One minor complaint: the book didn’t really go anywhere. Although further chapters referred to earlier chapters sometimes, there was no particular line of argument to the book. It was a collection of chapters dealing with different aspects of metaphors, but the bottom line? There wasn’t one.

Rating: 5/5

I got this book: free from Harper publishers for review (ARC)

I read this in: English, the original language

Number of pages: 289, of which 60 pages were references and notes (ARC)

First published: 2011

Genre: non-fiction, psychology, linguistics


About Leeswammes
I'm owner and editor at In my free time, I read and review books on my two blogs, Leeswammes' Blog and De Boekblogger.

23 Responses to Book Review: I is an Other by James Geary

  1. WORDNERD HERE! I love metaphors, so ill be running out to get this. I also like hoe you said it dealt with the psychology of words, which is exactly what has been on my mind lately. Writers should use this book when working on their stories.

    • Leeswammes says:

      I’m not actually sure this book would help writer all that much, Zee. It’s more about the psychology of metaphors in general than about individual metaphors.

      But any writer will love it if they love words, of course.

  2. This is a unique idea for a book – the psychology of metaphors. I would not have thought to pick this one up but it does sound intriguing. I have a few writer-ly people in mind that may enjoy this one.
    Great review!

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  4. Mystica says:

    This is an interesting, (slightly different) post to the usual. Thanks.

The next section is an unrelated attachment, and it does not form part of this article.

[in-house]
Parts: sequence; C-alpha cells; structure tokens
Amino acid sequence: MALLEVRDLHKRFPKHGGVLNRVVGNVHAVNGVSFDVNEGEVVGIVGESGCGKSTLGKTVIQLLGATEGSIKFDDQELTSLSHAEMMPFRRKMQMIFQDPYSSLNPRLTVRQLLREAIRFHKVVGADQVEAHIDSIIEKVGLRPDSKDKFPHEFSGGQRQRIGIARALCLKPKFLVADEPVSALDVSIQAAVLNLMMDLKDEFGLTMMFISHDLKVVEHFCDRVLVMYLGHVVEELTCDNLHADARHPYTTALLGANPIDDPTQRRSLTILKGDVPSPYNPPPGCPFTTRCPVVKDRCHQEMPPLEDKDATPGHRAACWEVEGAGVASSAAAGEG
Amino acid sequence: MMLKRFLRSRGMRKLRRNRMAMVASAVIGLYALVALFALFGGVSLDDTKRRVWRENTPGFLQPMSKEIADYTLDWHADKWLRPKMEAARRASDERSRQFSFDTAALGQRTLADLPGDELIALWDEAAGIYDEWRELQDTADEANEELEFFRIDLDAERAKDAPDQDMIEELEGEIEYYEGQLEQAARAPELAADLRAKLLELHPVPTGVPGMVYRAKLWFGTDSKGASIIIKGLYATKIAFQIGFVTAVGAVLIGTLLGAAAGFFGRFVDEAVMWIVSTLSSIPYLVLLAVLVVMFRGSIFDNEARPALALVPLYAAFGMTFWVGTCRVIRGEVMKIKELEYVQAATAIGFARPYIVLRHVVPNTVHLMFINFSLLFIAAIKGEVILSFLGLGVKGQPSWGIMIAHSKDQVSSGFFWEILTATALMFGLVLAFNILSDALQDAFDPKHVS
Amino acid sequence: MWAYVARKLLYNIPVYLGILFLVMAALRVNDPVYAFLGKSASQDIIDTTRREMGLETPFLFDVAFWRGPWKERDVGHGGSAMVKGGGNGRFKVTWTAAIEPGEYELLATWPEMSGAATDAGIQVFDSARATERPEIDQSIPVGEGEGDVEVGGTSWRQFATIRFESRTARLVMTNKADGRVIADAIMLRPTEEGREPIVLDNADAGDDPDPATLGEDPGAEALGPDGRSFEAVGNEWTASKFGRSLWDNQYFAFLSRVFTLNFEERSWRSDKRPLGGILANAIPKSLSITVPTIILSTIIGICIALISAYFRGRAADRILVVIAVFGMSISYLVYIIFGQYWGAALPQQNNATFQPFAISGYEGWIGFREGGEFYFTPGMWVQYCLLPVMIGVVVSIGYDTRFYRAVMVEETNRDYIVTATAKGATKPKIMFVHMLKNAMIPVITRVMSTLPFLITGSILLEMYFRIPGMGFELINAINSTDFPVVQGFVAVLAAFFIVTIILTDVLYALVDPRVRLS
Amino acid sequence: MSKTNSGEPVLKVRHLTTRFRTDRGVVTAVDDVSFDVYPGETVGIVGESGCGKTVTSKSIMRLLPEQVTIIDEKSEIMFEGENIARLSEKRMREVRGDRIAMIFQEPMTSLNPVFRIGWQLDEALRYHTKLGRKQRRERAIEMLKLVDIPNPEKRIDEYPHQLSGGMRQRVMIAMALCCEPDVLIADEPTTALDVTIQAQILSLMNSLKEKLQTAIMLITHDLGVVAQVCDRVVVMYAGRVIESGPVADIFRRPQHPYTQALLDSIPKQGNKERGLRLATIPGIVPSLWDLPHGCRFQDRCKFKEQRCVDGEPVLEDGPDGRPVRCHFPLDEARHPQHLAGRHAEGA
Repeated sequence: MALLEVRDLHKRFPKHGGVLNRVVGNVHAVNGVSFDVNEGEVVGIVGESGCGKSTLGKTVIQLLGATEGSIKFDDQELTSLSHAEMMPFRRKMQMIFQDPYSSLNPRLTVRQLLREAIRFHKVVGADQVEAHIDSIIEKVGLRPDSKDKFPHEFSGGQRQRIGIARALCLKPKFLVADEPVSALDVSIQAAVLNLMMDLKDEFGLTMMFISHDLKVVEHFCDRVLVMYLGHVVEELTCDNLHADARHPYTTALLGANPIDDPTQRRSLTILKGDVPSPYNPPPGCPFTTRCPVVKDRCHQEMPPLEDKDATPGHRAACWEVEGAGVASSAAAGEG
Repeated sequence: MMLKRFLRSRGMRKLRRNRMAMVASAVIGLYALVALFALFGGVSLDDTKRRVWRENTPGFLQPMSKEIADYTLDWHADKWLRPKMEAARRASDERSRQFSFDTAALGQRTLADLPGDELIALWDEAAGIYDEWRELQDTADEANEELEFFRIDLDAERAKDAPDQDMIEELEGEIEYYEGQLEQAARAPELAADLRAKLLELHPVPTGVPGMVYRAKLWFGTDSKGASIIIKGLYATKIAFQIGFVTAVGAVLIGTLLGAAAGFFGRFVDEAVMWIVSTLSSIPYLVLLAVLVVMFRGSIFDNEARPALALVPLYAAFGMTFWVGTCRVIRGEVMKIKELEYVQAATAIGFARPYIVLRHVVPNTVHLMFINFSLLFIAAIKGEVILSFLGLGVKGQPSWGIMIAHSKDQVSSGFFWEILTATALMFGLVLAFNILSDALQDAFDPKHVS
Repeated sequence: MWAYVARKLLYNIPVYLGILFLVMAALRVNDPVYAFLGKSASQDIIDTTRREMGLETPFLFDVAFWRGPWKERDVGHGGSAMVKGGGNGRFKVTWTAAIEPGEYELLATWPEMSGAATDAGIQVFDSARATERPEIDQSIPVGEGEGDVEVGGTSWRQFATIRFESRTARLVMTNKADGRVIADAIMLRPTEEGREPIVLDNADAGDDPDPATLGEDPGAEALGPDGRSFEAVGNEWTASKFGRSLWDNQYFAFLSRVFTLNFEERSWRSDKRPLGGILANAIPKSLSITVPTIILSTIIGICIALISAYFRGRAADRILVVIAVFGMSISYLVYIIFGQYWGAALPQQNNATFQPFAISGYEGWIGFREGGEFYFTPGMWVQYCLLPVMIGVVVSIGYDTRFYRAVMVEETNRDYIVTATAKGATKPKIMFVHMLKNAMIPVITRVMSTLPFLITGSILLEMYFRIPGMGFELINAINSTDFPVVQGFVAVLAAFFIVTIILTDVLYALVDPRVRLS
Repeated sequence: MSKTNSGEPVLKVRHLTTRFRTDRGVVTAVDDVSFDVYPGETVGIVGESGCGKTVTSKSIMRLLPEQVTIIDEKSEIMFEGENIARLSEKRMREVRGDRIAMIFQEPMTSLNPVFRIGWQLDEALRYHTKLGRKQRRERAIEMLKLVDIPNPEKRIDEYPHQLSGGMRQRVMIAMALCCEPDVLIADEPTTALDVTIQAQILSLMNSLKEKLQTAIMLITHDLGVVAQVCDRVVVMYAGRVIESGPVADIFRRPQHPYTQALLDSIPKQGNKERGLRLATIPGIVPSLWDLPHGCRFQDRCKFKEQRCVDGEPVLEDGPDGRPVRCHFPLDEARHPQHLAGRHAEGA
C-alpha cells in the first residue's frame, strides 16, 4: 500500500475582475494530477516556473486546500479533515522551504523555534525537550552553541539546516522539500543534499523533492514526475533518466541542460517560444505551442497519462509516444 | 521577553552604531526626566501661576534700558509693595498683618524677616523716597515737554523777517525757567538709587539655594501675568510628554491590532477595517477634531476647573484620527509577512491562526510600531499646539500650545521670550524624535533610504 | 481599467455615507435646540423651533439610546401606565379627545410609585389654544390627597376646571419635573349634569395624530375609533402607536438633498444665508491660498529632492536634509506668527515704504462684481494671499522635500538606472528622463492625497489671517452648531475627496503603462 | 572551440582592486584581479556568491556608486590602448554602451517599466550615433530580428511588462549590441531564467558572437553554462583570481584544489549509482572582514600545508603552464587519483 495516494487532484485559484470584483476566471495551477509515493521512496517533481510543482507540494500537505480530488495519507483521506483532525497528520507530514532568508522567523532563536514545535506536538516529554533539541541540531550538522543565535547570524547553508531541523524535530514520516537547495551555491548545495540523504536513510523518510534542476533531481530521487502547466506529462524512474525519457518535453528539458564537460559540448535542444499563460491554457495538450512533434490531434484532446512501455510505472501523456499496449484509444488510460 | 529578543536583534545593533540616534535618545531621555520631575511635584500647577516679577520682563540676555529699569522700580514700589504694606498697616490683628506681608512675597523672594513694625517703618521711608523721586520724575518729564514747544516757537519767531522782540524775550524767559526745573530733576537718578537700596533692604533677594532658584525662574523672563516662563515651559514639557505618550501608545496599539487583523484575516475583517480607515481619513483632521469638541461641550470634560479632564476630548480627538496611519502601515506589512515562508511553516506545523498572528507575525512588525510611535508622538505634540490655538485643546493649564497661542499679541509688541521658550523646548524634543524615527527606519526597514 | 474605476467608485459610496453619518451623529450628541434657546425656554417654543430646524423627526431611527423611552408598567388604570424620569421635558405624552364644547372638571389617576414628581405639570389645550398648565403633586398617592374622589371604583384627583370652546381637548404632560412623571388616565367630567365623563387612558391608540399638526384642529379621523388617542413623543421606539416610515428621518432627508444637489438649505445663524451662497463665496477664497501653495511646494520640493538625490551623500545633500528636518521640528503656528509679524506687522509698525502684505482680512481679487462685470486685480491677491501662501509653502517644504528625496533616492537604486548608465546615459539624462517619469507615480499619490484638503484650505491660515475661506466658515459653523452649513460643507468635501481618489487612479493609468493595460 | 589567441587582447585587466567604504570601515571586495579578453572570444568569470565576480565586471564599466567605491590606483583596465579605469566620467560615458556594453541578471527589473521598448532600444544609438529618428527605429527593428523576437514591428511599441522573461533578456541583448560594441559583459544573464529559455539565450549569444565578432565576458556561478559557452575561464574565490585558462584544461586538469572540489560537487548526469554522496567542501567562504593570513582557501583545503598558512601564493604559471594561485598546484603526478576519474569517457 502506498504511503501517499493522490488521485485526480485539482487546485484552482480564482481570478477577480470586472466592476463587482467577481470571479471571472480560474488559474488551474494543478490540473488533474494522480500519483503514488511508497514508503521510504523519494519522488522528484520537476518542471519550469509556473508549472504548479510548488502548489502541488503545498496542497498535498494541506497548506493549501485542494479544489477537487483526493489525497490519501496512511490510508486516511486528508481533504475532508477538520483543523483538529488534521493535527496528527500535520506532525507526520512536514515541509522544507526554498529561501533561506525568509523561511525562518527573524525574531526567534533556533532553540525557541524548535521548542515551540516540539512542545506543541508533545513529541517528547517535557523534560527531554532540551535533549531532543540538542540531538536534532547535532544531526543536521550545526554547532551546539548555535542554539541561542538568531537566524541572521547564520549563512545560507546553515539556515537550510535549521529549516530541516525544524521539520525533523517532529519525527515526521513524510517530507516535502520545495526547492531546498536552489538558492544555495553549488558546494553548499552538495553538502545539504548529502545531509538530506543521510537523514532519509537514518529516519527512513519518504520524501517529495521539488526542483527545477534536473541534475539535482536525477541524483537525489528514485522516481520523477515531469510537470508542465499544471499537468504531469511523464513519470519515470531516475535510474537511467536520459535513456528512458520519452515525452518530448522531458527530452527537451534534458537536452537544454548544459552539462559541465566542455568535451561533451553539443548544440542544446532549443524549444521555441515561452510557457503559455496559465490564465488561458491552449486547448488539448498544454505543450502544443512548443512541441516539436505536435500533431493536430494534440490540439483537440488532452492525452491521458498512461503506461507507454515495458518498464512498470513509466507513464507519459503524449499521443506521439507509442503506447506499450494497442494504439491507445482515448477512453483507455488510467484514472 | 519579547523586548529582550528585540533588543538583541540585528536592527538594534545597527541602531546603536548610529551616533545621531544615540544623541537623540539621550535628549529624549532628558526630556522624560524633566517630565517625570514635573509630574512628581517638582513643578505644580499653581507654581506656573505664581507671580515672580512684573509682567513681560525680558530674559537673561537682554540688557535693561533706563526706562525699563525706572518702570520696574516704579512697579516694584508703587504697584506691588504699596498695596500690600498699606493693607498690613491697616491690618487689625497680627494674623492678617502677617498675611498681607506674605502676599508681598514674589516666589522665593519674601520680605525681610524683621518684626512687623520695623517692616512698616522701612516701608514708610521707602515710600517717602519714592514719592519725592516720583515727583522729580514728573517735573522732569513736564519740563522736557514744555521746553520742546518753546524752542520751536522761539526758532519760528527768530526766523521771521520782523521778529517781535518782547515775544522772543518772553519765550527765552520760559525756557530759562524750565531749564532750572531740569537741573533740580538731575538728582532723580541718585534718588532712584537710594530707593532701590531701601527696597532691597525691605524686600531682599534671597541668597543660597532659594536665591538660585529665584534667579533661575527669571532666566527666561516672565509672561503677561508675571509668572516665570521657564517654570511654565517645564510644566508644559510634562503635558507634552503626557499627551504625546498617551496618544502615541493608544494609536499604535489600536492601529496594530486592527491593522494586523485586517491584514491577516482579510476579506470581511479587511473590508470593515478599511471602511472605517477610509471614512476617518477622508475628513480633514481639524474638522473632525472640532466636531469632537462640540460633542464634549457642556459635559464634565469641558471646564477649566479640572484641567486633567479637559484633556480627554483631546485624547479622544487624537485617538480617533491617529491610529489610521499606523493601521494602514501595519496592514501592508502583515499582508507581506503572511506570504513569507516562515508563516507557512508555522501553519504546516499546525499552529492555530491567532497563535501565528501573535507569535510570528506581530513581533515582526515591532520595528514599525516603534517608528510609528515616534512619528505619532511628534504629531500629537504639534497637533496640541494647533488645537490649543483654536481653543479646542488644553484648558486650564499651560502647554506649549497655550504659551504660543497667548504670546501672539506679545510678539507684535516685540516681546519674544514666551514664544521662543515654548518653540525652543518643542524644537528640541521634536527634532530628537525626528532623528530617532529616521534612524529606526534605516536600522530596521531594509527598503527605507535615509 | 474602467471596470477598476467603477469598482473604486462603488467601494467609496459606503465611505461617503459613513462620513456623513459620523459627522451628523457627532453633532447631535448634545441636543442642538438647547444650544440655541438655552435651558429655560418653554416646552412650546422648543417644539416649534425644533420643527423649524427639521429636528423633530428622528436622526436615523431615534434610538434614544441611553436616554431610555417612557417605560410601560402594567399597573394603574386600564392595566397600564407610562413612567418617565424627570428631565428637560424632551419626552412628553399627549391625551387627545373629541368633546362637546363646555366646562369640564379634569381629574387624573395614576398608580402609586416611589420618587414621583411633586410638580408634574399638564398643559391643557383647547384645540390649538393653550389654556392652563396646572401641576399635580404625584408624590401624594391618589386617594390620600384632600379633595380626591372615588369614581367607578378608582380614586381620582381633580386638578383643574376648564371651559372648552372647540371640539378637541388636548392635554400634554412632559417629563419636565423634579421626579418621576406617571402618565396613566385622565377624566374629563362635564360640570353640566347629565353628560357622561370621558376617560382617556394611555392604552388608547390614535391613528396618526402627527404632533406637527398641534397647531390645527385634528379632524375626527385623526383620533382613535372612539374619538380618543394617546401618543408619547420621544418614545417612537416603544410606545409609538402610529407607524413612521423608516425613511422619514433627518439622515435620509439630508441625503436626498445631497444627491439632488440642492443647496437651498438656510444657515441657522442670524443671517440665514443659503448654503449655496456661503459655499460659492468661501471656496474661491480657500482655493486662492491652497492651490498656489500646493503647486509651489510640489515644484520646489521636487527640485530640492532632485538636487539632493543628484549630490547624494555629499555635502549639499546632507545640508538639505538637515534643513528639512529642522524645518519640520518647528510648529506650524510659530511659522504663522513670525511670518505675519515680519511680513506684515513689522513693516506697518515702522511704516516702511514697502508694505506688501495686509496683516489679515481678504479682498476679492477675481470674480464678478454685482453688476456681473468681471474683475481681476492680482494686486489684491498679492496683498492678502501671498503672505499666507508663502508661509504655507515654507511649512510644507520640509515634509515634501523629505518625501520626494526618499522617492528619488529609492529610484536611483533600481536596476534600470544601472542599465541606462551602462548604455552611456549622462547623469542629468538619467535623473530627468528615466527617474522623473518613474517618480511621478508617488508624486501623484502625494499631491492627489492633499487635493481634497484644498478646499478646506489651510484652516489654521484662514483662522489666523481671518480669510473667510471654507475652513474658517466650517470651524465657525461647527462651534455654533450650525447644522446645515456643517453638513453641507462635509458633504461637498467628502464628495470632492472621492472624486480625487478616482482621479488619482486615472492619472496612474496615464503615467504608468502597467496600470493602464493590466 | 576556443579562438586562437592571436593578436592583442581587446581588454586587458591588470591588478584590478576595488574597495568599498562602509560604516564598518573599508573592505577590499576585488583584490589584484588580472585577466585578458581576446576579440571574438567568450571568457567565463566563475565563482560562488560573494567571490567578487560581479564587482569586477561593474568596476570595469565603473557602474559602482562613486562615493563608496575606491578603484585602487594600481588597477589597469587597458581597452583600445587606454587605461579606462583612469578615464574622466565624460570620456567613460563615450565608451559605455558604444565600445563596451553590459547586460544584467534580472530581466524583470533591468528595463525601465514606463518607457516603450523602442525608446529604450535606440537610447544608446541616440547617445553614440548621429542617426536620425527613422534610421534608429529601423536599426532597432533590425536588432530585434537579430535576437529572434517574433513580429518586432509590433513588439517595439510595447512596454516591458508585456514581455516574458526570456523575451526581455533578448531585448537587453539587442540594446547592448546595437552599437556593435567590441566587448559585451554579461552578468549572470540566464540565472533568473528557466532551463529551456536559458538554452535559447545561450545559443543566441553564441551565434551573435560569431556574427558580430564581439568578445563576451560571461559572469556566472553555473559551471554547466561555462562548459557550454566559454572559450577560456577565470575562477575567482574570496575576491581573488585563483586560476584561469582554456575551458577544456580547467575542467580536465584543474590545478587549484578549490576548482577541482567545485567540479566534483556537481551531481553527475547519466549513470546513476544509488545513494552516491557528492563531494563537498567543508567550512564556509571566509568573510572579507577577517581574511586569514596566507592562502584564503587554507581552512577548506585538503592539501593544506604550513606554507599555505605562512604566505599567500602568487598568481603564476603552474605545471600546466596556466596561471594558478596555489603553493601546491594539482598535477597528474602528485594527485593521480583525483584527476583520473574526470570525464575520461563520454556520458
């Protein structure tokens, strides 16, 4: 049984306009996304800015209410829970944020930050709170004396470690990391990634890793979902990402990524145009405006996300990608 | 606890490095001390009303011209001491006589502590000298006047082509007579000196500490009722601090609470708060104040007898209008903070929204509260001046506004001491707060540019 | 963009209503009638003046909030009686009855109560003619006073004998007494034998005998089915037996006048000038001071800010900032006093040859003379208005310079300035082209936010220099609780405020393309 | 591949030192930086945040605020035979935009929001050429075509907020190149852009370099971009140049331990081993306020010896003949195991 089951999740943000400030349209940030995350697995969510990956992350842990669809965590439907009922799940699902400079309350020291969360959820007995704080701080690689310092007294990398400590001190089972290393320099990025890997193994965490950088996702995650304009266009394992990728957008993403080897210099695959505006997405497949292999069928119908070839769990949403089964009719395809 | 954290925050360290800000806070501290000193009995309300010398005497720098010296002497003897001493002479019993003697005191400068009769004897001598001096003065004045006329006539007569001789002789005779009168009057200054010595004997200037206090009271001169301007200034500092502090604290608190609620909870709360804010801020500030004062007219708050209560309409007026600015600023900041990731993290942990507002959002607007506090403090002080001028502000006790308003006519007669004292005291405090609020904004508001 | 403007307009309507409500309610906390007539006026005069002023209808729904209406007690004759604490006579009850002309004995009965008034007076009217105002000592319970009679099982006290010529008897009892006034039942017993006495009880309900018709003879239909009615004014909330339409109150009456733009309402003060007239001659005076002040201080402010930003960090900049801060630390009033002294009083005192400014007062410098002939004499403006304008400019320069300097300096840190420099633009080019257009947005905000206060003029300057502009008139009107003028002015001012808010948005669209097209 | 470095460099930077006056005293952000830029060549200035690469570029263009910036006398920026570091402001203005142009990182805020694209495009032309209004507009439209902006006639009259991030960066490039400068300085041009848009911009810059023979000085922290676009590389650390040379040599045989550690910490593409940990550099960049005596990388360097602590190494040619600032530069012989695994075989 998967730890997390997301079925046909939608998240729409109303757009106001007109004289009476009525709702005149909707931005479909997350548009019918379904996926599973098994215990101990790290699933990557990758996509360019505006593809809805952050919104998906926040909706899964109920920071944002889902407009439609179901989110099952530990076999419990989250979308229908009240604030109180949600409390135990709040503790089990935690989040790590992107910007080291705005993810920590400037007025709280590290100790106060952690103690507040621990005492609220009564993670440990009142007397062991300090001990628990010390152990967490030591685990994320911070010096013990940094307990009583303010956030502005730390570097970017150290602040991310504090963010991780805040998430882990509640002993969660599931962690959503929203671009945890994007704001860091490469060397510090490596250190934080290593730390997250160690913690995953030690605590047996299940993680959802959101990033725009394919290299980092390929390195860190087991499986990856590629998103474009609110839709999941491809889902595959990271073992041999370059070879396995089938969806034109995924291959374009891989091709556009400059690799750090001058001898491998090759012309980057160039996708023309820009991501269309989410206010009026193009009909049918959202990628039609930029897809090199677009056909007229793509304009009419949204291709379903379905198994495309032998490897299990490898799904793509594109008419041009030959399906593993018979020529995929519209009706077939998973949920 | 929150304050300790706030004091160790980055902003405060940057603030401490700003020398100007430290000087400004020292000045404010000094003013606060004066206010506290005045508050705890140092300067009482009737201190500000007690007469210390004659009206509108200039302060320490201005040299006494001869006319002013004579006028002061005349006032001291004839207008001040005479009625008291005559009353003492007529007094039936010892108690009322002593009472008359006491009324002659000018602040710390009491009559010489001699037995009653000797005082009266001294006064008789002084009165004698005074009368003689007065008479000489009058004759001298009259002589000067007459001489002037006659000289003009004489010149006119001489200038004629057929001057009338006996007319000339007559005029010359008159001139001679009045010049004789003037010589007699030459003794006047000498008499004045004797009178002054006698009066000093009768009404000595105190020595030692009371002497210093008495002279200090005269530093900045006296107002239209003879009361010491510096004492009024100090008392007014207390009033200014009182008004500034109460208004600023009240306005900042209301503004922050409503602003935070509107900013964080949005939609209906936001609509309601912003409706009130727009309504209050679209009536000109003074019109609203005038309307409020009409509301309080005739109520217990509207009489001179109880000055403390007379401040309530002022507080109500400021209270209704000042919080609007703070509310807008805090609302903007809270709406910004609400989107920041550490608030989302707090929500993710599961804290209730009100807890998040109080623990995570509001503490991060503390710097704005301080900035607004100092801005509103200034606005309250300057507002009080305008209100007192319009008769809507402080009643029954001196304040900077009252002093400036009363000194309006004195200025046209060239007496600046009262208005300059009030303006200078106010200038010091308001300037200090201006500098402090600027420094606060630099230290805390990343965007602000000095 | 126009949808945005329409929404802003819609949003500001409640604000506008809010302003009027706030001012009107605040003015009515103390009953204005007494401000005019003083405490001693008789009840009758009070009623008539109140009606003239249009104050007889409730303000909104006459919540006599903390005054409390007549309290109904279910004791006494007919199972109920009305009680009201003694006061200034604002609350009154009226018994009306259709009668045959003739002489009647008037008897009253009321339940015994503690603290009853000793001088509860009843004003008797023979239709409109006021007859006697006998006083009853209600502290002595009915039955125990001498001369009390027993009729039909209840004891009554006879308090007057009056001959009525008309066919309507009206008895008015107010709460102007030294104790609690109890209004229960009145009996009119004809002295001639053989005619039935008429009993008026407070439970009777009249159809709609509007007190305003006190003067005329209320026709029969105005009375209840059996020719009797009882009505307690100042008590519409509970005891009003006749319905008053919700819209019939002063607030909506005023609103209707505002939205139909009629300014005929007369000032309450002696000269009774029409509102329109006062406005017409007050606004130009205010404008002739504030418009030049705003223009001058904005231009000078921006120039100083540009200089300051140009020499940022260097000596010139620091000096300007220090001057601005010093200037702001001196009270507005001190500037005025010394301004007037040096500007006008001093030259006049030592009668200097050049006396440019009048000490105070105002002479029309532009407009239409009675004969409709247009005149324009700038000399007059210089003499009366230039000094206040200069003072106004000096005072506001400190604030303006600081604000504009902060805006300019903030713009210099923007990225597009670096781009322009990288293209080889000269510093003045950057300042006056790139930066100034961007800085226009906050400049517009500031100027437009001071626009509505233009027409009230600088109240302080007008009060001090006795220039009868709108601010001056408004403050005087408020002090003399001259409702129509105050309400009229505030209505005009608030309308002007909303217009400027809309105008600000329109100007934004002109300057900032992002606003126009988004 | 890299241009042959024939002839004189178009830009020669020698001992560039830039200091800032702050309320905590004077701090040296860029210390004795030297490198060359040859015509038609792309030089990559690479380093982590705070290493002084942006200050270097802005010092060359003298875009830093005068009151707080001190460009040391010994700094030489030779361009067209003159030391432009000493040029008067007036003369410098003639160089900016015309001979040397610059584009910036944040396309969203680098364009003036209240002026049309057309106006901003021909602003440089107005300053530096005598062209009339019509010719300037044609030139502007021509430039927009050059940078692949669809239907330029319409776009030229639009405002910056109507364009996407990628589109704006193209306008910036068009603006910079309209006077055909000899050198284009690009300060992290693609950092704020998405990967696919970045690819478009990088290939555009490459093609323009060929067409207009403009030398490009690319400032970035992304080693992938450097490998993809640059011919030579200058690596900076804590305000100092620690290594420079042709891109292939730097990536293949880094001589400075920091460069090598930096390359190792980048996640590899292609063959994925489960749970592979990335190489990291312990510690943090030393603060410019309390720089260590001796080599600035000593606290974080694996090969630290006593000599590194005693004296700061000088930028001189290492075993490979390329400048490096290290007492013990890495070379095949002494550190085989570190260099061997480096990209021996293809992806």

5. MGA says:

    I would consider this book a psychology book rather than a linguistics book, as it describes especially how people react to metaphors and how metaphors influence people’s lives.

    It’s cognitive science, a field where linguistics and psychology intersect. Both feed off each other–that’s a metaphor.

    • Leeswammes says:

      Thanks for your comment, MGA.

      Indeed a metaphor (I love using metaphors when talking about metaphors). Is it cognitive science? I’m not sure. I studied something very close to that myself.

  6. Cindy says:

    WOW, I don’t think I’ve seen you rate a 5/5 since I started reading your blog. Must get this book!

    • Leeswammes says:

      Cindy, the books I read are of course pre-selected, i.e. I only read them if I expect them to be good. So most will fall in the 4 star category, sometimes 3. But now and then books are better than expected (5 stars) or worse (2 stars, or even 1). I think you might like this book, Cindy.